From charlesreid1

Problem Statement


How many 18-digit numbers n (without leading zeros) are there such that no digit occurs more than three times in n?



A classic Project Euler problem: short, simple, and overwhelmingly complicated.

To nail this one, it's important to start simple - very simple. What I'll do is walk through the process of breaking this problem down to find and generalize the patterns needed to count permutations of digits.

First, in combinatorics problems it is important to think about what is changing, and how to count possible outcomes one piece at a time. Then the overall pieces can be combined to get the total count. In this case, we can think about a case for each digit: the case of 3 occurrences, the case of 2 occurrences, the case of 1 occurrence, and the case of 0 occurrences. Depending on the case, we limit our choices for later digits.

Let's start with a similar, but much simpler, problem: how do we construct a binary number with N digits and no more than m 0s and no more than m 1s?

In fact, let's make it even easier: how do we construct a 10 digit binary number with no more than 5 0's and no more than 5 1's?

The answer is, there is only ONE way to choose no more than 5 0's and no more than 5 1's to form a 10 digit number, and that's by having exactly 5 0's and 5 1's. Now that we know exactly how many of each digit we have, we can count the number of permutations of the number 0000011111 (the number of permutations).

Multiset Permutations

Note that multiset permutations are also discussed on the following pages:

If we are selecting from a group of N_1 things of type A, N_2 things of type B, and N_3 things of type C to form a total of N things, this type of combinatorics problem is called a multiset permutation, and the total number of ways of arranging this set of 3 things is given by:

\binom{N}{N_1, N_2, N_3} = \dfrac{N!}{N_1! N_2! N_3!}

In fact, this generalizes, for k classes of things we have a k-set permutation:

\binom{N}{N_1, \dots, N_k} = \dfrac{N!}{N_1! \dots N_k!}


Back to the problem at hand: to count the number of ways of placing 5 0s and 5 1s to form a 10 digit number.

Once we place 5 digits into any of the 10 available slots, that fixes the locations of the remaining 5 digits. However, we still have to include two 5! values, to account for all possible duplicates if we exchanged all 5 of the 1s with one another, or all 5 of the 0s with one another. We use the expression:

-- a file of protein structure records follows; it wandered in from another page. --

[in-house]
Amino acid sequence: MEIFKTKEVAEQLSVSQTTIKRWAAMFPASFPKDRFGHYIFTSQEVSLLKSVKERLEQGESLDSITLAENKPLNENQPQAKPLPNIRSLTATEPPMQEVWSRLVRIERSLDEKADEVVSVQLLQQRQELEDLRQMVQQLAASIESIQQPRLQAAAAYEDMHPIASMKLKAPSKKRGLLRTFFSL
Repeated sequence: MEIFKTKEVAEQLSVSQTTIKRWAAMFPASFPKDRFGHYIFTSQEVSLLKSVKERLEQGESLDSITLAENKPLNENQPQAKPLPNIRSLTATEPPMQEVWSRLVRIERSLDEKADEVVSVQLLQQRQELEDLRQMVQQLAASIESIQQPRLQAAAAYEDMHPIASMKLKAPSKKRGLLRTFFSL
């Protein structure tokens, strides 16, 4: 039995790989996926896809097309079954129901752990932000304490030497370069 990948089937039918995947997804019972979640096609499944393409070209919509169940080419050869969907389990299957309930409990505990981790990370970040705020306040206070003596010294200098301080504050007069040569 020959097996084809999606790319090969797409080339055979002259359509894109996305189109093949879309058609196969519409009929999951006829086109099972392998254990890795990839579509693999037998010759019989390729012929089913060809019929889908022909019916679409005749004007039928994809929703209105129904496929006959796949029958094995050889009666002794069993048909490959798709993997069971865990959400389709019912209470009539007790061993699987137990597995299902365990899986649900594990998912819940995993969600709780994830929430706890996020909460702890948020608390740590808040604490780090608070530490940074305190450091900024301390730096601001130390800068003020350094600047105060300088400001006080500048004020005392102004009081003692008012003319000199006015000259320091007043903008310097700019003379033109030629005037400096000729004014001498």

\binom{10}{5} = \dfrac{10!}{5! 5!} = 10 \times 9 \times 8 \times 7 \times 6

Slightly More Complicated

To solve a slightly more complicated problem: suppose we have to assemble a 10-digit binary number from no more than 6 0s and no more than 6 1s?

Now we have 3 possible cases of numbers of 0s:

4 0s: 0000111111 - and its permutations

5 0s: 0000011111 - and its permutations

6 0s: 0000001111 - and its permutations

For each of these cases, we can think of it as the "bucket" of 0s containing 4 0s (5 and 6 0s, respectively) and the "bucket" of 1s containing 6 1s (5 and 4 1s, respectively). We still have a number of permutations that we can form using this given number of 0s and 1s, given by a multiset permutation expression.

For each case, we have a multiset permutation expression that tells us how many permutations we can form from the given number of 0s and 1s:

\binom{ N }{ N_0, N_1 }

So we have three possible outcomes, and the total number of arrangements is the sum of these three cases:

N_{perms} = \binom{ 10 }{ 6, 4} + \binom{ 10 }{ 5, 5 } + \binom{ 10 }{ 6 , 4 }


We can generalize the process. Suppose we are forming a number of length N from a number of digits/classes k labeled from 0 \dots k-1, and each digit/class can only appear a maximum of m times.

The number of combinations that can be formed for a given N, k, m is given by the multiset permutation expression above. So the total number of permutations that can be formed is a sum of these multiset permutation expressions, over each possible combination of digits/classes into a number of length N.

In computer science terms, we can think of this as a nested for loop or dynamic program; in mathematical terms, we can think of a sequence of summations whose limits depend on the variables in the other summations.

\sum_{N_1} \sum_{N_2} \dots \sum_{N_k} \binom{N}{N_0, N_1, N_2, \dots, N_{k-1}}

where the limits of the summations are given by:

N_1 = \min \left(N - (k-1) m, 0 \right) \dots m

N_2 = \min \left( N - N_1 - (k-2) m, 0 \right) \dots m


N_{k-1} = \min \left( N - N_1 - N_2 - \dots - N_{k-2}, 0 \right) \dots m

these all fix the number of zeros N_0:

N_0 = N - N_1 - N_2 - N_3 - \dots - N_k

Notice that we ignore N_0 in the list of summations, because fixing the number of the first k-1 digits/classes (1s, 2s, 3s, ..., (k-1)s) will fix the number of 0s. Alternatively, we could count 0s and include a summation over N_0, and eliminate the last summation over k-1.

However, the multiset permutation expression includes ALL of the N's, from N_0 to N_{k-1}, since the choice of each variable leads to additional permutations.